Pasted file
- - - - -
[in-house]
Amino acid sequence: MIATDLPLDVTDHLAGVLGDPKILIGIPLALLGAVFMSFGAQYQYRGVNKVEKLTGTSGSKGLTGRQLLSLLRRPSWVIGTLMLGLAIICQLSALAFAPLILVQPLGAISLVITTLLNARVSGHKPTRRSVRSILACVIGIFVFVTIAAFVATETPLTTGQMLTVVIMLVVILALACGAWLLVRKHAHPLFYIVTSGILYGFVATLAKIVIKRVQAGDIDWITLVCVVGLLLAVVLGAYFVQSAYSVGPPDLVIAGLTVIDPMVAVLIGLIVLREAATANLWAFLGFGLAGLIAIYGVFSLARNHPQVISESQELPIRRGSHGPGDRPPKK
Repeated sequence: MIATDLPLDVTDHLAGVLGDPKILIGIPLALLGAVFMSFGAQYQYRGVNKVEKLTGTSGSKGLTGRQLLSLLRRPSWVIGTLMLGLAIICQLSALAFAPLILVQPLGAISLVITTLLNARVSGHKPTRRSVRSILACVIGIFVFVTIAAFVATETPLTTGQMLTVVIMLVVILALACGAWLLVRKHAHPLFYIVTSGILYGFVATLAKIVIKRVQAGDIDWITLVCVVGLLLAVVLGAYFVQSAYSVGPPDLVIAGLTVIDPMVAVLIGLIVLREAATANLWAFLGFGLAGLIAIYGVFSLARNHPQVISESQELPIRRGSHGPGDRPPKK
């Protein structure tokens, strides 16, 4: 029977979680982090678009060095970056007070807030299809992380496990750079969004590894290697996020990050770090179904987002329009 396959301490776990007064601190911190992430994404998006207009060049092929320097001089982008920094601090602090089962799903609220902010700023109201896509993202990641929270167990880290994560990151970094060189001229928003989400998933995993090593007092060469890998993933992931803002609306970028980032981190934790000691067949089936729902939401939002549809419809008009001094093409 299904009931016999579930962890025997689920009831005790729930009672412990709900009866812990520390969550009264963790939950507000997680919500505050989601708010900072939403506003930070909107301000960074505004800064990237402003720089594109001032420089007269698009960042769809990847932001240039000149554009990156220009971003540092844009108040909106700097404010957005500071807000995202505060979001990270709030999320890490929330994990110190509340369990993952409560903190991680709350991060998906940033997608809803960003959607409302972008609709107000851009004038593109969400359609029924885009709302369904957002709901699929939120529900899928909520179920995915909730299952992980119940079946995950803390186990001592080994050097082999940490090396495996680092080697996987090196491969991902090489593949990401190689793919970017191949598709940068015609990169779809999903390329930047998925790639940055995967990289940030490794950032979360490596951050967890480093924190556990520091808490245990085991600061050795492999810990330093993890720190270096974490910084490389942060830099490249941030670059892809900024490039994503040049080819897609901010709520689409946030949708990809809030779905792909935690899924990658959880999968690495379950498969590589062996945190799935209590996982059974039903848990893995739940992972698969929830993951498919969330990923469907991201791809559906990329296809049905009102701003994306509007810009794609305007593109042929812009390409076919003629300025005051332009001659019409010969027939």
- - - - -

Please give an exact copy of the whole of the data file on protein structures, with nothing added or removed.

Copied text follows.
[in-house]
Amino acid sequence: MIATDLPLDVTDHLAGVLGDPKILIGIPLALLGAVFMSFGAQYQYRGVNKVEKLTGTSGSKGLTGRQLLSLLRRPSWVIGTLMLGLAIICQLSALAFAPLILVQPLGAISLVITTLLNARVSGHKPTRRSVRSILACVIGIFVFVTIAAFVATETPLTTGQMLTVVIMLVVILALACGAWLLVRKHAHPLFYIVTSGILYGFVATLAKIVIKRVQAGDIDWITLVCVVGLLLAVVLGAYFVQSAYSVGPPDLVIAGLTVIDPMVAVLIGLIVLREAATANLWAFLGFGLAGLIAIYGVFSLARNHPQVISESQELPIRRGSHGPGDRPPKK
Repeated sequence: MIATDLPLDVTDHLAGVLGDPKILIGIPLALLGAVFMSFGAQYQYRGVNKVEKLTGTSGSKGLTGRQLLSLLRRPSWVIGTLMLGLAIICQLSALAFAPLILVQPLGAISLVITTLLNARVSGHKPTRRSVRSILACVIGIFVFVTIAAFVATETPLTTGQMLTVVIMLVVILALACGAWLLVRKHAHPLFYIVTSGILYGFVATLAKIVIKRVQAGDIDWITLVCVVGLLLAVVLGAYFVQSAYSVGPPDLVIAGLTVIDPMVAVLIGLIVLREAATANLWAFLGFGLAGLIAIYGVFSLARNHPQVISESQELPIRRGSHGPGDRPPKK
């Protein structure tokens, strides 16, 4: 029977979680982090678009060095970056007070807030299809992380496990750079969004590894290697996020990050770090179904987002329009 396959301490776990007064601190911190992430994404998006207009060049092929320097001089982008920094601090602090089962799903609220902010700023109201896509993202990641929270167990880290994560990151970094060189001229928003989400998933995993090593007092060469890998993933992931803002609306970028980032981190934790000691067949089936729902939401939002549809419809008009001094093409 299904009931016999579930962890025997689920009831005790729930009672412990709900009866812990520390969550009264963790939950507000997680919500505050989601708010900072939403506003930070909107301000960074505004800064990237402003720089594109001032420089007269698009960042769809990847932001240039000149554009990156220009971003540092844009108040909106700097404010957005500071807000995202505060979001990270709030999320890490929330994990110190509340369990993952409560903190991680709350991060998906940033997608809803960003959607409302972008609709107000851009004038593109969400359609029924885009709302369904957002709901699929939120529900899928909520179920995915909730299952992980119940079946995950803390186990001592080994050097082999940490090396495996680092080697996987090196491969991902090489593949990401190689793919970017191949598709940068015609990169779809999903390329930047998925790639940055995967990289940030490794950032979360490596951050967890480093924190556990520091808490245990085991600061050795492999810990330093993890720190270096974490910084490389942060830099490249941030670059892809900024490039994503040049080819897609901010709520689409946030949708990809809030779905792909935690899924990658959880999968690495379950498969590589062996945190799935209590996982059974039903848990893995739940992972698969929830993951498919969330990923469907991201791809559906990329296809049905009102701003994306509007810009794609305007593109042929812009390409076919003629300025005051332009001659019409010969027939």